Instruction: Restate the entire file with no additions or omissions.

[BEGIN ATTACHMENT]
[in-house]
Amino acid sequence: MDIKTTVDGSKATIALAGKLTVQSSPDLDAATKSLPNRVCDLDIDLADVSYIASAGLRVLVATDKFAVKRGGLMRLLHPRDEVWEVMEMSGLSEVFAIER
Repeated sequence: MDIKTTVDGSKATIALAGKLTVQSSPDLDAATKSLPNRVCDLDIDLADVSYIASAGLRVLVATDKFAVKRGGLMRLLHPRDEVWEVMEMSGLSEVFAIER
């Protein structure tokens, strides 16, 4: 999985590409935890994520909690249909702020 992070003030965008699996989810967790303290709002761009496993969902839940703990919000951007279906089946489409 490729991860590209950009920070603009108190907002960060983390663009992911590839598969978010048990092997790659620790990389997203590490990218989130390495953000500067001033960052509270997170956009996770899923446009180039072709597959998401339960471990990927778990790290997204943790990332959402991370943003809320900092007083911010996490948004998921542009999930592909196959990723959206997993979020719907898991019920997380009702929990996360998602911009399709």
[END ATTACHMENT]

[in-house]
Amino acid sequence: MDIKTTVDGSKATIALAGKLTVQSSPDLDAATKSLPNRVCDLDIDLADVSYIASAGLRVLVATDKFAVKRGGLMRLLHPRDEVWEVMEMSGLSEVFAIER
Repeated sequence: MDIKTTVDGSKATIALAGKLTVQSSPDLDAATKSLPNRVCDLDIDLADVSYIASAGLRVLVATDKFAVKRGGLMRLLHPRDEVWEVMEMSGLSEVFAIER
């Protein structure tokens, strides 16, 4: 999985590409935890994520909690249909702020 992070003030965008699996989810967790303290709002761009496993969902839940703990919000951007279906089946489409 490729991860590209950009920070603009108190907002960060983390663009992911590839598969978010048990092997790659620790990389997203590490990218989130390495953000500067001033960052509270997170956009996770899923446009180039072709597959998401339960471990990927778990790290997204943790990332959402991370943003809320900092007083911010996490948004998921542009999930592909196959990723959206997993979020719907898991019920997380009702929990996360998602911009399709």